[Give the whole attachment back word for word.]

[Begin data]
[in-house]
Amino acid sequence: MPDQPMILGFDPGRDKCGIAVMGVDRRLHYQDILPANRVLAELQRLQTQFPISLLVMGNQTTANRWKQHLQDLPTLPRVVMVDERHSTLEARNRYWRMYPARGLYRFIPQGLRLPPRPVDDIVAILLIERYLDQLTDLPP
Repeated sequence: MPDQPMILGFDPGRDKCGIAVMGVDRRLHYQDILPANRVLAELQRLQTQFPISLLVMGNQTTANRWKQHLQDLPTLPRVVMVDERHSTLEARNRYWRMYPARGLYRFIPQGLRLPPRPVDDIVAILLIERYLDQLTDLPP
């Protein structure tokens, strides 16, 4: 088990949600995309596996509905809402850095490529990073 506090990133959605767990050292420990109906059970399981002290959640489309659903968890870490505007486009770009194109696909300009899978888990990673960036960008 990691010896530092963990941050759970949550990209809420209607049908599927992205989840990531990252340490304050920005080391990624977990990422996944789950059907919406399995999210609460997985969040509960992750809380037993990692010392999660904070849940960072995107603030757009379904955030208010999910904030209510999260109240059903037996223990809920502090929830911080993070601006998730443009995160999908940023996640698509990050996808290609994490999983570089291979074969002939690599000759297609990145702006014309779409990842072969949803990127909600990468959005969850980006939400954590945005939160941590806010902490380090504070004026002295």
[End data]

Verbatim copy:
[in-house]
Amino acid sequence: MPDQPMILGFDPGRDKCGIAVMGVDRRLHYQDILPANRVLAELQRLQTQFPISLLVMGNQTTANRWKQHLQDLPTLPRVVMVDERHSTLEARNRYWRMYPARGLYRFIPQGLRLPPRPVDDIVAILLIERYLDQLTDLPP
Repeated sequence: MPDQPMILGFDPGRDKCGIAVMGVDRRLHYQDILPANRVLAELQRLQTQFPISLLVMGNQTTANRWKQHLQDLPTLPRVVMVDERHSTLEARNRYWRMYPARGLYRFIPQGLRLPPRPVDDIVAILLIERYLDQLTDLPP
């Protein structure tokens, strides 16, 4: 088990949600995309596996509905809402850095490529990073 506090990133959605767990050292420990109906059970399981002290959640489309659903968890870490505007486009770009194109696909300009899978888990990673960036960008 990691010896530092963990941050759970949550990209809420209607049908599927992205989840990531990252340490304050920005080391990624977990990422996944789950059907919406399995999210609460997985969040509960992750809380037993990692010392999660904070849940960072995107603030757009379904955030208010999910904030209510999260109240059903037996223990809920502090929830911080993070601006998730443009995160999908940023996640698509990050996808290609994490999983570089291979074969002939690599000759297609990145702006014309779409990842072969949803990127909600990468959005969850980006939400954590945005939160941590806010902490380090504070004026002295």